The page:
A Kenyan court acquitted a former junior minister of inciting violence for lack of evidence following the killing of over 100 people in politically-instigated fighting in the Tana River coastal region, his lawyer said Wednesday.
The two tribes involved in the fighting -- in which villagers have been shot, hacked and burned to death -- have fought for years over access to grazing land and water.
However, the recent violence is blamed on politicians seeking to drive away parts of the population who they believe will vote for their rivals in a general election on March 4.
Former assistant livestock minister Dhadho Godana was cleared of the charges by Chief Magistrate Kiarie wa Kiarie, who said the prosecution had failed to prove its case.
Godana, whose constituency is located in the Tana Delta, scene of five months of unrest, was sacked from the cabinet in September after being arrested and charged.
"The prosecution has failed to prove the words alleged to had been uttered by a former government minister were capable of showing or could cause any sign of violence or death," said Patrick Lutta, a lawyer for Godana.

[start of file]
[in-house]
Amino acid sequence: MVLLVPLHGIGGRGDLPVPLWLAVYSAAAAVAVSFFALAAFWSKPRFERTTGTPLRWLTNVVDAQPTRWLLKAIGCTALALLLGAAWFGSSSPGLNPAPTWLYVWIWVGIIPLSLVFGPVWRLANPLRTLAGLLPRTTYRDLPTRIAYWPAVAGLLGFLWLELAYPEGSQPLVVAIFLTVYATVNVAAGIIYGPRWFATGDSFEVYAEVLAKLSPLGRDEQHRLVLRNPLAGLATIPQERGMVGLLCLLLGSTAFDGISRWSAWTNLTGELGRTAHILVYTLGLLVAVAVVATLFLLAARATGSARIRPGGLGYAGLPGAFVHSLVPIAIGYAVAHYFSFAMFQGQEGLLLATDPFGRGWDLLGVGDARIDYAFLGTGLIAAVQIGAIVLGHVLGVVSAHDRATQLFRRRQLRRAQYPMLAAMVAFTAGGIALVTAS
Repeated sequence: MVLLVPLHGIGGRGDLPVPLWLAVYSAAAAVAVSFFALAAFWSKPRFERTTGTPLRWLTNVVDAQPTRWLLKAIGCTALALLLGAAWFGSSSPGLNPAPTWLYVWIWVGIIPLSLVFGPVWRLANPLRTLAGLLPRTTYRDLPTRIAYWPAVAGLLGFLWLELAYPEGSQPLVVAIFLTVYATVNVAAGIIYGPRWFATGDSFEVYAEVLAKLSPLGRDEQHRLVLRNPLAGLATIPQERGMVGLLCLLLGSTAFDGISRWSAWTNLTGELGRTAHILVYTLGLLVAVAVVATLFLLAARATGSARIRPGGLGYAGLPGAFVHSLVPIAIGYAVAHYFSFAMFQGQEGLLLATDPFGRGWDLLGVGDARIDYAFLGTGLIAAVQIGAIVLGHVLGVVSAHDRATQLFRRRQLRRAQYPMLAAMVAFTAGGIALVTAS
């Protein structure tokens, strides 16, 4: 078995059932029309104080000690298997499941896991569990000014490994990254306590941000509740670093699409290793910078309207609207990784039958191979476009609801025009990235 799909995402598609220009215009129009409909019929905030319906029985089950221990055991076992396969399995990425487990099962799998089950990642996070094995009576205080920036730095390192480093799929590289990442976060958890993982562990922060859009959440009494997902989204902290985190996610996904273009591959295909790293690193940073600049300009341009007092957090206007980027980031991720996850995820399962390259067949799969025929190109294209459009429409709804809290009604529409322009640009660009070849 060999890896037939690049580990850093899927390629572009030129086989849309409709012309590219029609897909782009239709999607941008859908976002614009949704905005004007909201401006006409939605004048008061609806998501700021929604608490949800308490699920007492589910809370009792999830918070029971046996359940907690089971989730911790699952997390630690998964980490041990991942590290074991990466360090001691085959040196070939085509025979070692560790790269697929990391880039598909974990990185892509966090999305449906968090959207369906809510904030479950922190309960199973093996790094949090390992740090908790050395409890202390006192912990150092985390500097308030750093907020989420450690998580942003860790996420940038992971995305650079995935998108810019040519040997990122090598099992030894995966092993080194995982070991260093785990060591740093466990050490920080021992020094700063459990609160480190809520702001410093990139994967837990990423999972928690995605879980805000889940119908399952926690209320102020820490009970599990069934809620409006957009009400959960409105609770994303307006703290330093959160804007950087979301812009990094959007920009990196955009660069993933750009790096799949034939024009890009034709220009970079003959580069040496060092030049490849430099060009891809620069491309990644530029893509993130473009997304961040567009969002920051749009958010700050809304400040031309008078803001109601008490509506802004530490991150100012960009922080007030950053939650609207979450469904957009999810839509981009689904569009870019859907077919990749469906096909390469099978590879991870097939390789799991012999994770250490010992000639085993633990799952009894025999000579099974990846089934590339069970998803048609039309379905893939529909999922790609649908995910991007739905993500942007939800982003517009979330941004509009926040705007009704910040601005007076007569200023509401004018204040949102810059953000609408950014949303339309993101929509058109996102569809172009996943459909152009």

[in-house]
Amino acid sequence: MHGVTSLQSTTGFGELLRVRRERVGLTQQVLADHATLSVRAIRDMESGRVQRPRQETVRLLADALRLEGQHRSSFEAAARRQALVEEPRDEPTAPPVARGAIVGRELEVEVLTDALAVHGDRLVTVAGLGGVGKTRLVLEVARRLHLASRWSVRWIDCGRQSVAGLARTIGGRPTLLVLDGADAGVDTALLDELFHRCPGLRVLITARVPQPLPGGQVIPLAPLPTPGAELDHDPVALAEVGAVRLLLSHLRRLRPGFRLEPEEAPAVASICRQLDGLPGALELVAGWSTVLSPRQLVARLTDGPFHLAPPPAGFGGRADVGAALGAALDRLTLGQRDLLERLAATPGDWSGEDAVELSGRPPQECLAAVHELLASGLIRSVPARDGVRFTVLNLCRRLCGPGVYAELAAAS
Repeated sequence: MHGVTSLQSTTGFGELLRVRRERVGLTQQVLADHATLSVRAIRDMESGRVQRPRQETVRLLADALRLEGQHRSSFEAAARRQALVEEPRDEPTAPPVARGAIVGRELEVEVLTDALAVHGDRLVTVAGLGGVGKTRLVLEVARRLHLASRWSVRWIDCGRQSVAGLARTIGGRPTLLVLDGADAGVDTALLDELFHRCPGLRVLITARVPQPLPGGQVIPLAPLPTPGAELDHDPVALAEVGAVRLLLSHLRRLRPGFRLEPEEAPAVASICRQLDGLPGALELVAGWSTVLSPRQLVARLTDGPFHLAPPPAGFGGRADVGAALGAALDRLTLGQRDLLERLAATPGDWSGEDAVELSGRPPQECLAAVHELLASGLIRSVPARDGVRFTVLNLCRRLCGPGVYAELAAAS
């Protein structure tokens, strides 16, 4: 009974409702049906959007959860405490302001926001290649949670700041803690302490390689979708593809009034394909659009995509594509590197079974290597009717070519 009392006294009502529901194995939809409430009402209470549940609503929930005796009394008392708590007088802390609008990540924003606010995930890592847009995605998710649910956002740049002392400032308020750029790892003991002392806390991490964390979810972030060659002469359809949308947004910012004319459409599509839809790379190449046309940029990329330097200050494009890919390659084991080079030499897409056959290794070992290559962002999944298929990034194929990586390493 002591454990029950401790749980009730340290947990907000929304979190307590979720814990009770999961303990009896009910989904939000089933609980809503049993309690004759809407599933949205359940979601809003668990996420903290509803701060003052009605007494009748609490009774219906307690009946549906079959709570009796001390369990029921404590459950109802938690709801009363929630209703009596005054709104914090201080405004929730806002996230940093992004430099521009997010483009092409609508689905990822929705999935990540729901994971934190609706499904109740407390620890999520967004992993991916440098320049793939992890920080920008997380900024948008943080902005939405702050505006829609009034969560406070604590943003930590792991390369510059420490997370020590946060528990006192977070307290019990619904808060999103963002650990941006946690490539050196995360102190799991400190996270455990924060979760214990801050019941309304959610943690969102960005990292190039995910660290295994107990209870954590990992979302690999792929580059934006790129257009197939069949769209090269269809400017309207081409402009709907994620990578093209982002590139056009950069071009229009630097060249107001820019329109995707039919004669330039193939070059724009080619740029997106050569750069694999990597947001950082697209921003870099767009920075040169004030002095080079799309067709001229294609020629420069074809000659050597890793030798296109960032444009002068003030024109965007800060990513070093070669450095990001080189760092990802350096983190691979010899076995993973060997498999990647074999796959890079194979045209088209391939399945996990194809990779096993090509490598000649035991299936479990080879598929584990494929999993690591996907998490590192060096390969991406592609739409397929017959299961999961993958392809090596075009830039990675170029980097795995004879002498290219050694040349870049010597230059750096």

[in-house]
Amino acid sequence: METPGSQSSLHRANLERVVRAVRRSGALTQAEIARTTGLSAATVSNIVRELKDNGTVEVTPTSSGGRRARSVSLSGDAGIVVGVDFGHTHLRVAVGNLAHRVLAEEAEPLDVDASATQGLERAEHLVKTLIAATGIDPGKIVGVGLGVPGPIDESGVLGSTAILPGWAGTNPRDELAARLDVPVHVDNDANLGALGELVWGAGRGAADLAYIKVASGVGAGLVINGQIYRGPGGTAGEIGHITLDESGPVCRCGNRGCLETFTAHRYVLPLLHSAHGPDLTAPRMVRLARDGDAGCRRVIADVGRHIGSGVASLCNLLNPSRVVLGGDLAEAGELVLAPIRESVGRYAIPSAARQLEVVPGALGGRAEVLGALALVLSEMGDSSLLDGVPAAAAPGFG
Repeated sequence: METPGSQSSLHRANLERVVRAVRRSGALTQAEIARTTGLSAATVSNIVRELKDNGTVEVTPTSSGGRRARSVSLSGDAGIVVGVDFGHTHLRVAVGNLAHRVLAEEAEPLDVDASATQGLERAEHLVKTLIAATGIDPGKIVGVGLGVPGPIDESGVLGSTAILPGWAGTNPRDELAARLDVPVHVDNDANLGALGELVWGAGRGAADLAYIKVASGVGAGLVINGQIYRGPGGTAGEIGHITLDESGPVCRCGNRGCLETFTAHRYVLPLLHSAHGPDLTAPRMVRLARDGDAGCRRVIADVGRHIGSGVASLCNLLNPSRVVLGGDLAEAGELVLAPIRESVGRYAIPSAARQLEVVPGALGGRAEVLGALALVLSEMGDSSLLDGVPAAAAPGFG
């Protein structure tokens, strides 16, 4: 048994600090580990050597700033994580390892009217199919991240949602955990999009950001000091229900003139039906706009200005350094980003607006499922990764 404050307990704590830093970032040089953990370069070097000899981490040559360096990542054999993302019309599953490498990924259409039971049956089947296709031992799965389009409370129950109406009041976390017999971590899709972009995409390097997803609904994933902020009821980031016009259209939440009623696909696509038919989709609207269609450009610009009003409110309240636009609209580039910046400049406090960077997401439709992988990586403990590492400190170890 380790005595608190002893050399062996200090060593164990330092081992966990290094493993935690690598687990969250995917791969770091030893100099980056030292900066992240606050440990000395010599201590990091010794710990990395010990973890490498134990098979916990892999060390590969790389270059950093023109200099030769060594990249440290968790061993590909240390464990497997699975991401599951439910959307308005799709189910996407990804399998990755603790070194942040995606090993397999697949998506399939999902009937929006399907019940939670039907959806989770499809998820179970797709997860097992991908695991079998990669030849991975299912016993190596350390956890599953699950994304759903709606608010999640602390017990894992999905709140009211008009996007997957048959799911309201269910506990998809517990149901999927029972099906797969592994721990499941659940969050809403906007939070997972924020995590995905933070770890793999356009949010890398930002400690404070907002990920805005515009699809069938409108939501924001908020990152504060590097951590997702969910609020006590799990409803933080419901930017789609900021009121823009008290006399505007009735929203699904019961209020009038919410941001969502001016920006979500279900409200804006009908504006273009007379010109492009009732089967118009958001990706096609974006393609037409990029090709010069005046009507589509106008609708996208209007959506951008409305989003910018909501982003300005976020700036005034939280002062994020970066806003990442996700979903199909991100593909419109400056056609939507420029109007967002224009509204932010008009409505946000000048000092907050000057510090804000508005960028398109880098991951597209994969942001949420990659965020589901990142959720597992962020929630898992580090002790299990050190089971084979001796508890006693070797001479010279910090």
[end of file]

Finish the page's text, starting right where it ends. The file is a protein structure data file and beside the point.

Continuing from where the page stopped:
The charge sheet had said that Godana, "without lawful excuse, uttered words to the effect that 'I am sure... that you are yet to see more if Yusuf Haji, Kenya's defence minister, is not sacked from that docket,'" words that prosecutors said were meant to incite violence.
Haji represents another constituency flanking the Tana River. Godana had accused Haji of being behind a move to settle members of Haji's constituency in Godana's, which he viewed as encroachment.
Settled Pokomo farmers and semi-nomadic Orma pastoralists have clashed intermittently for years over access to grazing, farmland and water in the coastal region. An influx of weapons in past years has upped the stakes.
Raiders armed with guns, machetes and arrows have made several tit-for-tat attacks. At least 18 people were killed last week in two raids in the Tana River region.
Haji is a Kenyan of Somali origin, while Godana is a Pokomo.
Critics say the police are too poorly paid, corrupt, demoralised and ill-equipped to bring an end to the clashes.
-- Reporting for Reuters by Humphrey Malalo, writing by James Macharia.
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